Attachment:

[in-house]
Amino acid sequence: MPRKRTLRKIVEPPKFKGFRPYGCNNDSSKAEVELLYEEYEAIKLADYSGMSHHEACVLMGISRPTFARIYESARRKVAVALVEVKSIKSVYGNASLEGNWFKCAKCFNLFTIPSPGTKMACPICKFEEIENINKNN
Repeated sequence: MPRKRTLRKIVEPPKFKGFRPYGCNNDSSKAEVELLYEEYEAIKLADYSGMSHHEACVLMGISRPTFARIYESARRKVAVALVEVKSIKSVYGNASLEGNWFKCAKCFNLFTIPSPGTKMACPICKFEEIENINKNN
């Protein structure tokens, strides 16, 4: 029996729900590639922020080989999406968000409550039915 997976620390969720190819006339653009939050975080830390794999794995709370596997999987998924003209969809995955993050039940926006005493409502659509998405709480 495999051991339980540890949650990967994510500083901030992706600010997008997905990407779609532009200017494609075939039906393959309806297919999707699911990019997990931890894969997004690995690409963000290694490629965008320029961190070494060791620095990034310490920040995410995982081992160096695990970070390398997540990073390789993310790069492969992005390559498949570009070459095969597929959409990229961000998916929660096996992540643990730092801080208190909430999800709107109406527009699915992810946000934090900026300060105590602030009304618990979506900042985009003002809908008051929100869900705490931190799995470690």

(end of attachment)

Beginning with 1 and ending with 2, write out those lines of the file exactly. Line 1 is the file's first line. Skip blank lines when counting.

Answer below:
[in-house]
Amino acid sequence: MPRKRTLRKIVEPPKFKGFRPYGCNNDSSKAEVELLYEEYEAIKLADYSGMSHHEACVLMGISRPTFARIYESARRKVAVALVEVKSIKSVYGNASLEGNWFKCAKCFNLFTIPSPGTKMACPICKFEEIENINKNN